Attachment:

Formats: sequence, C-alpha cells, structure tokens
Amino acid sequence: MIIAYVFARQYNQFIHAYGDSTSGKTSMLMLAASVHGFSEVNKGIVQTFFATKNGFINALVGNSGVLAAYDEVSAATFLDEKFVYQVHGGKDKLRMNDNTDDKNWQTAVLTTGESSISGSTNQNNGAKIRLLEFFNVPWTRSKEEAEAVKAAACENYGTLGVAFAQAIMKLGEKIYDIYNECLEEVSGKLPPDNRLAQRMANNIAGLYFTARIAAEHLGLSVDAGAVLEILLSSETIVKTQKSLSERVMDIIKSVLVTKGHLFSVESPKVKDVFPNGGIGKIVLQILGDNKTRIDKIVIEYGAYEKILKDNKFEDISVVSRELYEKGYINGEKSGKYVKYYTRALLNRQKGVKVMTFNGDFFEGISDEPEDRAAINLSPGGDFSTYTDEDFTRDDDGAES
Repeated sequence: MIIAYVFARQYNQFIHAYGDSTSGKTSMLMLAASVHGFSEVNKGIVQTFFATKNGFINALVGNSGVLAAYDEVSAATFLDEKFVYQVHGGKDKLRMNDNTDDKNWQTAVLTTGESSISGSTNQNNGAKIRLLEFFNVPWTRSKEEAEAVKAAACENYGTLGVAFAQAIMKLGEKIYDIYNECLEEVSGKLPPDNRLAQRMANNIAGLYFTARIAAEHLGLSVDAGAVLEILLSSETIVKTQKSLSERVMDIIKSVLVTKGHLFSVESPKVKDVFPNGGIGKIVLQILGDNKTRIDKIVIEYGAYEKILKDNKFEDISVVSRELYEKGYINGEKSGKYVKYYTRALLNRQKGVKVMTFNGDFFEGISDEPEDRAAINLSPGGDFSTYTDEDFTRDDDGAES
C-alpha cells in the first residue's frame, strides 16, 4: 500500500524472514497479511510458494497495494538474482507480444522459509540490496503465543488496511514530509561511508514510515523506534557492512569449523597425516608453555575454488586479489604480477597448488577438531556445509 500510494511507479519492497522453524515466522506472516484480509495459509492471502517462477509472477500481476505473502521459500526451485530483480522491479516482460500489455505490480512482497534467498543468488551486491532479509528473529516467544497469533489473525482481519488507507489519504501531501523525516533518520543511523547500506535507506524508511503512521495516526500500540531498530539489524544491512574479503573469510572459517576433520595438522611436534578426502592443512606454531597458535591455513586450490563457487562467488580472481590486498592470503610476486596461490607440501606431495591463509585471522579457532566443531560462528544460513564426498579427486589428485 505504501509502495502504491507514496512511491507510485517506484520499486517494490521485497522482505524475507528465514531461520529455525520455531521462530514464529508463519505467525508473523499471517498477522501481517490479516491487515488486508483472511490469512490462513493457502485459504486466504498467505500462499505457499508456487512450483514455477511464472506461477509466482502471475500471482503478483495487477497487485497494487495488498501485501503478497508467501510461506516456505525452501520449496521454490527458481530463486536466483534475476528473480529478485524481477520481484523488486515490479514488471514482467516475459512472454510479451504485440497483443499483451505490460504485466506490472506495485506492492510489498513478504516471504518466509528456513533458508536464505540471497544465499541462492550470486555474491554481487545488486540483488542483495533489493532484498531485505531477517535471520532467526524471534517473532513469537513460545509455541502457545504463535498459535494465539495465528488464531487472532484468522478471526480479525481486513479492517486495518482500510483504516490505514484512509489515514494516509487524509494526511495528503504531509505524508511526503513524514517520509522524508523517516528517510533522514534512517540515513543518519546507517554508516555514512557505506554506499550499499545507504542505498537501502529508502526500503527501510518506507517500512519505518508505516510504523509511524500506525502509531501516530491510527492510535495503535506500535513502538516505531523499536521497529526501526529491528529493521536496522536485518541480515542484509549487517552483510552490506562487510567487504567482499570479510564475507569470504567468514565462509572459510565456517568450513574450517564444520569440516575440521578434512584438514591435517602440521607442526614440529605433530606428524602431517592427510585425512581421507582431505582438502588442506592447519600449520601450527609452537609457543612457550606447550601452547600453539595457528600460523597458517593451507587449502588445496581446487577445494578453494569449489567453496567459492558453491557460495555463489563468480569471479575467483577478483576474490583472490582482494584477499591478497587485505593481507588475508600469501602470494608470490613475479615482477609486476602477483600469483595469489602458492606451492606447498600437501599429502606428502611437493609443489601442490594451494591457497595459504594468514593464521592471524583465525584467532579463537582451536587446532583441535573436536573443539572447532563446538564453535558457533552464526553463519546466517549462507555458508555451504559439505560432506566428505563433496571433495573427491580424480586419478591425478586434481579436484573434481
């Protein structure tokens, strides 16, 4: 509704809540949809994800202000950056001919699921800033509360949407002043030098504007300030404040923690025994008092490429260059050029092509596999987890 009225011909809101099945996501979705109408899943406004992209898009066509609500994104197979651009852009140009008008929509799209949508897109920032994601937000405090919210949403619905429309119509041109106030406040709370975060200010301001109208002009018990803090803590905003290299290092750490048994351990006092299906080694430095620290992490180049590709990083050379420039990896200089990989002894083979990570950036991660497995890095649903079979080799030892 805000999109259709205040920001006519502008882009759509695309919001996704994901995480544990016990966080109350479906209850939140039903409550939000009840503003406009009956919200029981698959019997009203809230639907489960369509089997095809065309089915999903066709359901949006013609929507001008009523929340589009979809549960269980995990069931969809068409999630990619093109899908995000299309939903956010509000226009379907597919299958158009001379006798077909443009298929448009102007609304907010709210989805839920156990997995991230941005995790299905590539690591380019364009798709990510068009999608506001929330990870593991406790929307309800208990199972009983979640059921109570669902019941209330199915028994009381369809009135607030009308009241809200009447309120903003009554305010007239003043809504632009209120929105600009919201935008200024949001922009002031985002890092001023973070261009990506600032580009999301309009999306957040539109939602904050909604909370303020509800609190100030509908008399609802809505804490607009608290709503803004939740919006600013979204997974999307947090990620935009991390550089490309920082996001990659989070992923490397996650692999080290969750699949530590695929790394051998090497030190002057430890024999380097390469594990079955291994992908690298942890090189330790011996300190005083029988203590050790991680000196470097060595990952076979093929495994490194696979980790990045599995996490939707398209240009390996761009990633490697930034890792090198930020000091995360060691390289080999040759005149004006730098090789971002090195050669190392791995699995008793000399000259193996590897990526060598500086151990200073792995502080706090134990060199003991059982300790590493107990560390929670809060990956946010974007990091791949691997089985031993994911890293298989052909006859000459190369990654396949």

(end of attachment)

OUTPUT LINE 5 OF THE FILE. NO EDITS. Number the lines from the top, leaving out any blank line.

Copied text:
């Protein structure tokens, strides 16, 4: 509704809540949809994800202000950056001919699921800033509360949407002043030098504007300030404040923690025994008092490429260059050029092509596999987890 009225011909809101099945996501979705109408899943406004992209898009066509609500994104197979651009852009140009008008929509799209949508897109920032994601937000405090919210949403619905429309119509041109106030406040709370975060200010301001109208002009018990803090803590905003290299290092750490048994351990006092299906080694430095620290992490180049590709990083050379420039990896200089990989002894083979990570950036991660497995890095649903079979080799030892 805000999109259709205040920001006519502008882009759509695309919001996704994901995480544990016990966080109350479906209850939140039903409550939000009840503003406009009956919200029981698959019997009203809230639907489960369509089997095809065309089915999903066709359901949006013609929507001008009523929340589009979809549960269980995990069931969809068409999630990619093109899908995000299309939903956010509000226009379907597919299958158009001379006798077909443009298929448009102007609304907010709210989805839920156990997995991230941005995790299905590539690591380019364009798709990510068009999608506001929330990870593991406790929307309800208990199972009983979640059921109570669902019941209330199915028994009381369809009135607030009308009241809200009447309120903003009554305010007239003043809504632009209120929105600009919201935008200024949001922009002031985002890092001023973070261009990506600032580009999301309009999306957040539109939602904050909604909370303020509800609190100030509908008399609802809505804490607009608290709503803004939740919006600013979204997974999307947090990620935009991390550089490309920082996001990659989070992923490397996650692999080290969750699949530590695929790394051998090497030190002057430890024999380097390469594990079955291994992908690298942890090189330790011996300190005083029988203590050790991680000196470097060595990952076979093929495994490194696979980790990045599995996490939707398209240009390996761009990633490697930034890792090198930020000091995360060691390289080999040759005149004006730098090789971002090195050669190392791995699995008793000399000259193996590897990526060598500086151990200073792995502080706090134990060199003991059982300790590493107990560390929670809060990956946010974007990091791949691997089985031993994911890293298989052909006859000459190369990654396949």